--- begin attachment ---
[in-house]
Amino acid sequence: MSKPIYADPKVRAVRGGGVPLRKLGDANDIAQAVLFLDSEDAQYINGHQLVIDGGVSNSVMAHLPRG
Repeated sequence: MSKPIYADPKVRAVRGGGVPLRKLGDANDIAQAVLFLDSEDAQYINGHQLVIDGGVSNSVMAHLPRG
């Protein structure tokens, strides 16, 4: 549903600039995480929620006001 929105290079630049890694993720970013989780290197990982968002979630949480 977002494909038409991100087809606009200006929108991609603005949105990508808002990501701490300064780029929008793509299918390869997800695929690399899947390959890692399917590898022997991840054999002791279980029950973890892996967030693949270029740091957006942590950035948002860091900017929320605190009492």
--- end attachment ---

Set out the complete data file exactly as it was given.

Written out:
[in-house]
Amino acid sequence: MSKPIYADPKVRAVRGGGVPLRKLGDANDIAQAVLFLDSEDAQYINGHQLVIDGGVSNSVMAHLPRG
Repeated sequence: MSKPIYADPKVRAVRGGGVPLRKLGDANDIAQAVLFLDSEDAQYINGHQLVIDGGVSNSVMAHLPRG
């Protein structure tokens, strides 16, 4: 549903600039995480929620006001 929105290079630049890694993720970013989780290197990982968002979630949480 977002494909038409991100087809606009200006929108991609603005949105990508808002990501701490300064780029929008793509299918390869997800695929690399899947390959890692399917590898022997991840054999002791279980029950973890892996967030693949270029740091957006942590950035948002860091900017929320605190009492």